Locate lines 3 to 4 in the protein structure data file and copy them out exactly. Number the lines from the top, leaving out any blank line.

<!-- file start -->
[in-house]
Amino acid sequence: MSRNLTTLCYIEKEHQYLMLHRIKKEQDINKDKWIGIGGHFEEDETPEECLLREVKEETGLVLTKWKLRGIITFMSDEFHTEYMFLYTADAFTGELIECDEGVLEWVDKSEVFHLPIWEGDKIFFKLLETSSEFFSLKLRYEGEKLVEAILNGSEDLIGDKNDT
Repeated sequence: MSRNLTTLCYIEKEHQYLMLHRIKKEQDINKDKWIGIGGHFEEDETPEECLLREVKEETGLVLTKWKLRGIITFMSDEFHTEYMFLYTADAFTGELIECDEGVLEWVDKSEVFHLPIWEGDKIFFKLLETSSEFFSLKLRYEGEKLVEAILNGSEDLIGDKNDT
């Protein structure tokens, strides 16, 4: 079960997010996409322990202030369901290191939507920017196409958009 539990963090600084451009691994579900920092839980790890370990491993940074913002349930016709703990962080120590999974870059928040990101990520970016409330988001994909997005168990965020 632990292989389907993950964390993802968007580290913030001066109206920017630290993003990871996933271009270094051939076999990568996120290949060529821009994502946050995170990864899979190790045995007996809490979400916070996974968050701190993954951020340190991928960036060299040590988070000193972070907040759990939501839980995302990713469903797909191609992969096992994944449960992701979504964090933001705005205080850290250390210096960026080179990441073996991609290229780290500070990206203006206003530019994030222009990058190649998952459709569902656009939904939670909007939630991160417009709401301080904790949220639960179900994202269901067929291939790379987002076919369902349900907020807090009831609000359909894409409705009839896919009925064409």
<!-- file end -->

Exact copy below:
Repeated sequence: MSRNLTTLCYIEKEHQYLMLHRIKKEQDINKDKWIGIGGHFEEDETPEECLLREVKEETGLVLTKWKLRGIITFMSDEFHTEYMFLYTADAFTGELIECDEGVLEWVDKSEVFHLPIWEGDKIFFKLLETSSEFFSLKLRYEGEKLVEAILNGSEDLIGDKNDT
């Protein structure tokens, strides 16, 4: 079960997010996409322990202030369901290191939507920017196409958009 539990963090600084451009691994579900920092839980790890370990491993940074913002349930016709703990962080120590999974870059928040990101990520970016409330988001994909997005168990965020 632990292989389907993950964390993802968007580290913030001066109206920017630290993003990871996933271009270094051939076999990568996120290949060529821009994502946050995170990864899979190790045995007996809490979400916070996974968050701190993954951020340190991928960036060299040590988070000193972070907040759990939501839980995302990713469903797909191609992969096992994944449960992701979504964090933001705005205080850290250390210096960026080179990441073996991609290229780290500070990206203006206003530019994030222009990058190649998952459709569902656009939904939670909007939630991160417009709401301080904790949220639960179900994202269901067929291939790379987002076919369902349900907020807090009831609000359909894409409705009839896919009925064409």